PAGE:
Figure 2. CIP–MSN reduces the biofilm formation of S. typhimurium compared with CIP alone, MSN, and NC(negative control; untreated bacteria). (A) Biofilm formation of tested S. typhimurium in the presence of CIP–MSN was detected by crystal violet staining and quantified by measuring the OD590, and cell viability within biofilm was detected by XTT assay and quantified by measuring the OD490; (B) Relative gene expression of S. typhimurium virulence genes FimA and invA upon treatment with CIP–MSN were calculated using the ΔΔCT method and expressed as fold change. 16S rRNA was used as the endogenous control. Each column shows the mean ± SD of three independent experiments. a–c Means within the same column carrying different superscripts are significantly different at p < 0.05.
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Figure 3. In vivo evaluation of CIP–MSN treatment on S. typhimurium bacterial load in (A) hepatic tissue and (B) splenic tissue at 7and 14 days post-infection (7 and 14 dpi) by real-time PCR quantification of DNA copies, and represented as log10 of the CFU per gram of tissue. PC (positive control): rats received a control diet without any addition and were orally challenged with S. typhimurium; MSN(mesoporous silica particles): rats received a control diet, were orally challenged with S. typhimurium, and received 10 mg/kg MSN orally twice a day for 3 days; CIP(ciprofloxacin): rats received a control diet, were orally challenged with S. typhimurium, and received 10 mg/kg CIP orally twice a day for 3 days; and CIP–MSN (MSN particles loaded with ciprofloxacin): rats received a control diet, were orally challenged with S. typhimurium, and received 5 mg/kg CIP orally twice a day for 3 days. Data are expressed as means ± SE (error bars). Arrows correspond to significant decrease (*) relative to the PC group (p < 0.05), and NS represents nonsignificant differences relative to the PC group (p-value > 0.05).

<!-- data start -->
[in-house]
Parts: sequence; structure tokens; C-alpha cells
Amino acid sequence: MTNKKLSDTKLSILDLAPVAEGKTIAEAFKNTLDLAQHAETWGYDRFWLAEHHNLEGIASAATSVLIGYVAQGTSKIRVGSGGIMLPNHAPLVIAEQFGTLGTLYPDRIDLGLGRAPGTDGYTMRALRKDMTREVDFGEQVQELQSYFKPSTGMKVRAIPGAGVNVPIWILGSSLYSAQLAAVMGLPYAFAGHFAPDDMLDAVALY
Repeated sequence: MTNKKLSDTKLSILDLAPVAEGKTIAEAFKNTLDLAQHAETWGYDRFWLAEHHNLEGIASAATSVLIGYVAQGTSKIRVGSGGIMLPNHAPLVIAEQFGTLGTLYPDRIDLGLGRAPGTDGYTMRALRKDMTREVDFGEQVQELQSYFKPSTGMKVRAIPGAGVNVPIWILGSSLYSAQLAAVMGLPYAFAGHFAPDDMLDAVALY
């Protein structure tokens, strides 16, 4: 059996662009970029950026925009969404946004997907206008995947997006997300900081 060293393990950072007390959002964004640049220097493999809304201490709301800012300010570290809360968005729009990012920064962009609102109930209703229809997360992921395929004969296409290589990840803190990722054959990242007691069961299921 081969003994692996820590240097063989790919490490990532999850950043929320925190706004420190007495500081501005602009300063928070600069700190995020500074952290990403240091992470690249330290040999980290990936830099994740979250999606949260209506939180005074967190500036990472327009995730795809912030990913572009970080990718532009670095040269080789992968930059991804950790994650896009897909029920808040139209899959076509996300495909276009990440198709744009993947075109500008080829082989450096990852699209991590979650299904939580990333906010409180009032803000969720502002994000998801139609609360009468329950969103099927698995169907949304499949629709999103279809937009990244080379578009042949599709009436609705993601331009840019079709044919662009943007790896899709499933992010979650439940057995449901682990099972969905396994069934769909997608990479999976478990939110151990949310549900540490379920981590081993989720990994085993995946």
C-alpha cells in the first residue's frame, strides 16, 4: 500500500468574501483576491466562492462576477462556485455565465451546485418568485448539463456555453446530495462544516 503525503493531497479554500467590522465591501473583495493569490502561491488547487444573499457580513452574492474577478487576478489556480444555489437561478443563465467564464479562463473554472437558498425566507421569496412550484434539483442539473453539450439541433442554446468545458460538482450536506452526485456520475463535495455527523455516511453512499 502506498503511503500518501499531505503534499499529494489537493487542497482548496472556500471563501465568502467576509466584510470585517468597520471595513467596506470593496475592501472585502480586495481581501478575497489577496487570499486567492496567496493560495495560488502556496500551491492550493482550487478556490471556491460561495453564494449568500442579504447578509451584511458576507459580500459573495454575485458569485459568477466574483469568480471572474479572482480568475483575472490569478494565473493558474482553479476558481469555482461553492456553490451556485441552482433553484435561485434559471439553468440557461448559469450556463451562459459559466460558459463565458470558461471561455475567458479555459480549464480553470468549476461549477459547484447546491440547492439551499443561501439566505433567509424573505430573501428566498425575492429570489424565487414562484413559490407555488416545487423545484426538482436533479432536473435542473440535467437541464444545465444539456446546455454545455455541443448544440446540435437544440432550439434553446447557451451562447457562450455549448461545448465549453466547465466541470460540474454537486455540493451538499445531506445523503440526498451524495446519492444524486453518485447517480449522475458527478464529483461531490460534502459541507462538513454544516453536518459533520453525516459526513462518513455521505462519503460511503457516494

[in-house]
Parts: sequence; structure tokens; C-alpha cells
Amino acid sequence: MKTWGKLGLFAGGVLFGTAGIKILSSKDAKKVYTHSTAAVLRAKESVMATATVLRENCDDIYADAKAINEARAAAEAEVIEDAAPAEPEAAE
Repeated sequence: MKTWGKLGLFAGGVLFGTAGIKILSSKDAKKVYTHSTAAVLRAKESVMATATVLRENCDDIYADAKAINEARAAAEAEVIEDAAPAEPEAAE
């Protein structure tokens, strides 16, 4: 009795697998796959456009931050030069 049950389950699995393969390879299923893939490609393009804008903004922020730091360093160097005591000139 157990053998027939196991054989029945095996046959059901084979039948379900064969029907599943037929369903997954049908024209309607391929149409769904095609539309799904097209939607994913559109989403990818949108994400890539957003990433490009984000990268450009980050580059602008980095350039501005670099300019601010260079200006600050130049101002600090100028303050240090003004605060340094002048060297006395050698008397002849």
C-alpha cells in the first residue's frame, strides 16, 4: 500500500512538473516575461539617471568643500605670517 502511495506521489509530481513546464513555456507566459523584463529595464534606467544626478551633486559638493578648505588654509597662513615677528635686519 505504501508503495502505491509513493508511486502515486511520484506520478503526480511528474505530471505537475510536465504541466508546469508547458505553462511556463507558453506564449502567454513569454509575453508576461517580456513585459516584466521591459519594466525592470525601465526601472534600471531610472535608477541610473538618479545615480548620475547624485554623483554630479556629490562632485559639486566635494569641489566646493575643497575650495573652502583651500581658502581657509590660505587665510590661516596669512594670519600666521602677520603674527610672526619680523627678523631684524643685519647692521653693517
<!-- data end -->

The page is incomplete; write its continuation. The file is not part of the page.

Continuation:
Figure 3. In vivo evaluation of CIP–MSN treatment on S. typhimurium bacterial load in (A) hepatic tissue and (B) splenic tissue at 7and 14 days post-infection (7 and 14 dpi) by real-time PCR quantification of DNA copies, and represented as log10 of the CFU per gram of tissue. PC (positive control): rats received a control diet without any addition and were orally challenged with S. typhimurium; MSN(mesoporous silica particles): rats received a control diet, were orally challenged with S. typhimurium, and received 10 mg/kg MSN orally twice a day for 3 days; CIP(ciprofloxacin): rats received a control diet, were orally challenged with S. typhimurium, and received 10 mg/kg CIP orally twice a day for 3 days; and CIP–MSN (MSN particles loaded with ciprofloxacin): rats received a control diet, were orally challenged with S. typhimurium, and received 5 mg/kg CIP orally twice a day for 3 days. Data are expressed as means ± SE (error bars). Arrows correspond to significant decrease (*) relative to the PC group (p < 0.05), and NS represents nonsignificant differences relative to the PC group (p-value > 0.05).